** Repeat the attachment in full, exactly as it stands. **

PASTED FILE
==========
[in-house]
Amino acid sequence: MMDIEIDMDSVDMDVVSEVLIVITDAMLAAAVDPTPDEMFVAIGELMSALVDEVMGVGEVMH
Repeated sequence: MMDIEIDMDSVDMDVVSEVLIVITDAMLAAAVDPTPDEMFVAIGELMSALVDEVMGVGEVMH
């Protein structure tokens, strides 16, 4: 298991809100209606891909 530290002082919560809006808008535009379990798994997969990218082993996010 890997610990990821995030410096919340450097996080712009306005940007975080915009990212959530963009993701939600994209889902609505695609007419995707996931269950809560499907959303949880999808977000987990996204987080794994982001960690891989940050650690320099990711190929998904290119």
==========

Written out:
[in-house]
Amino acid sequence: MMDIEIDMDSVDMDVVSEVLIVITDAMLAAAVDPTPDEMFVAIGELMSALVDEVMGVGEVMH
Repeated sequence: MMDIEIDMDSVDMDVVSEVLIVITDAMLAAAVDPTPDEMFVAIGELMSALVDEVMGVGEVMH
């Protein structure tokens, strides 16, 4: 298991809100209606891909 530290002082919560809006808008535009379990798994997969990218082993996010 890997610990990821995030410096919340450097996080712009306005940007975080915009990212959530963009993701939600994209889902609505695609007419995707996931269950809560499907959303949880999808977000987990996204987080794994982001960690891989940050650690320099990711190929998904290119």